• Block-Design Flow
  • Generation and Integration of IP
  • RiscV Soft Cores
  • RiscV Implementation and debugging
  • Test and Measurement Equipment (Oscilloscopes, Logic Analyzers)
  • Brute-Forcing Embedded Protocols
  • Man-in-The-Middle (MITM) of protocols
  • Side-Channel Analysis via a Timing Side-Channel
  • Glitching

Theory and Introduction

Day 1 will cover all the theory and background required for participants to complete the course. The theory will be accompanied by multiple-choice assignments for participants to self-evaluate their understanding of the the theory.

  1. Theory/Basics

    • Recommended literature
    • Machine-To-Machine Communication
    • Logic 101
  2. Combinatorics

    • Sequential & combinatorial logic
    • Finite State machines (FSM)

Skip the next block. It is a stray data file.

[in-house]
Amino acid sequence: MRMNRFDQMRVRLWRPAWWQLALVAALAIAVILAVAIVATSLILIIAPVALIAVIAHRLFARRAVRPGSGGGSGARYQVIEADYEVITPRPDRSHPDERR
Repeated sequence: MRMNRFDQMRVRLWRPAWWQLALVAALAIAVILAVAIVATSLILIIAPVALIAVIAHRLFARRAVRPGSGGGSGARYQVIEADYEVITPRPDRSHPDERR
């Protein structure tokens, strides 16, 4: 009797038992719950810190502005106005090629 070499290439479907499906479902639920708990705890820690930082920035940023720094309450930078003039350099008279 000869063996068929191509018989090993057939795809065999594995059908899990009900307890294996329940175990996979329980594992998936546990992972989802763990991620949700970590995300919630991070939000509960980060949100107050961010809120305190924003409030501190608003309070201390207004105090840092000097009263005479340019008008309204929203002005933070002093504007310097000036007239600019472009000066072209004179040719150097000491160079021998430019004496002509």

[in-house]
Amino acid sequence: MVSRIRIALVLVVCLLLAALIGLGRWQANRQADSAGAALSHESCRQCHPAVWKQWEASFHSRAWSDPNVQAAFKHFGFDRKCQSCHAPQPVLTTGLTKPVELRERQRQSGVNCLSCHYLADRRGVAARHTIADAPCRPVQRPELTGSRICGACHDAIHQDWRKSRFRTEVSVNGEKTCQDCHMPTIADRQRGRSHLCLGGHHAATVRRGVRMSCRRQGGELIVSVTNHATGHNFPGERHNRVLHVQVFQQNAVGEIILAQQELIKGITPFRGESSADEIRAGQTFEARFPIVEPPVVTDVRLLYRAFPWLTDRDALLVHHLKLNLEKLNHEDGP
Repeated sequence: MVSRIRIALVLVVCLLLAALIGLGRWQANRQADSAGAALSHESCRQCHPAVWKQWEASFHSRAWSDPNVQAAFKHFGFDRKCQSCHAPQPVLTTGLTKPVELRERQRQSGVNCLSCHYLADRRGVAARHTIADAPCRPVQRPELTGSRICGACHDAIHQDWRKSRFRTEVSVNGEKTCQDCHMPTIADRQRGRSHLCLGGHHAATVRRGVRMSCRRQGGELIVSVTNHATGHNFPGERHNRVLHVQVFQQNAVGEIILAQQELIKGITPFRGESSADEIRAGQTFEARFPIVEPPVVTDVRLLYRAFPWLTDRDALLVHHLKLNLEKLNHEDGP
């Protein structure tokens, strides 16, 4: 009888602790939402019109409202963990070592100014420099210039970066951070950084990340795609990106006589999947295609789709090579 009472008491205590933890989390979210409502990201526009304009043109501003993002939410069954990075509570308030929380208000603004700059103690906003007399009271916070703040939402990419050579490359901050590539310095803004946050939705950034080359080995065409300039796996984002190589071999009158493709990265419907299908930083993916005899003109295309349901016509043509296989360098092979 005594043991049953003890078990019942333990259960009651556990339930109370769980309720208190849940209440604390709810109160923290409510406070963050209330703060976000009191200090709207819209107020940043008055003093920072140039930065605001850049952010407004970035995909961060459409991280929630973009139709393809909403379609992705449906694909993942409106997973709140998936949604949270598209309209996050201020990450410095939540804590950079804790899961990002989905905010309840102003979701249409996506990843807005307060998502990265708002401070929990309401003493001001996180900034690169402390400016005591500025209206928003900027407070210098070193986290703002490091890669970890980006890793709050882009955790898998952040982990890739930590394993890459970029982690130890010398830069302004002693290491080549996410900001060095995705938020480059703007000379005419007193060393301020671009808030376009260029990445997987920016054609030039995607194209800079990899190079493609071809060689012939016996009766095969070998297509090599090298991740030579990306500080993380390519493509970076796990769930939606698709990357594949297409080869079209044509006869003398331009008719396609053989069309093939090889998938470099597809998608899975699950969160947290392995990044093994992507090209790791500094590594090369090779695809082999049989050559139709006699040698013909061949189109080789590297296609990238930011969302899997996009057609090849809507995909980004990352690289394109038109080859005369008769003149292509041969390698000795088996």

• Logical functions & arithmetic computation
    • Logic optimization
  3. Verilog 101

    • UART FSM
    • HDL equivalent for FSM
    • Testing and verification of RX/TX
  4. Hardware Logic Implementation

    • Electronics 101
    • ASICs, TTL-Logic
    • FPGAs, CPLDs
    • Hard vs. Soft Macros
    • I/O, Tristates
  5. FPGA/ASIC Development Workflow

    • Behavioral simulation
    • Synthesis
    • Place and Route
    • Timing simulation
  6. Gotchas

    • Design constraints
    • Optimization
    • Best practices
    • Safety and electronics
Assignment 1: Blinkies

At the end of Day 1 participants will implement a number of small of assigments to fully understand how to translate the thoery and programming constrcuts into synthesizable bitstreams to run on the FPGA.

Assignment 2: Brute-Forcing

On Day 2, Students will brute-force a PIN using the FPGA. Students must identify the vulnerability in the implementation allowing them to bypass the timeout during a password prompt. Students will implement a solution using a combination of the FPGA + Python, just the FPGA in HDL and RiscV running their application to Brute-Force the PIN.

Assignment 3: Timing Analysis of strcmp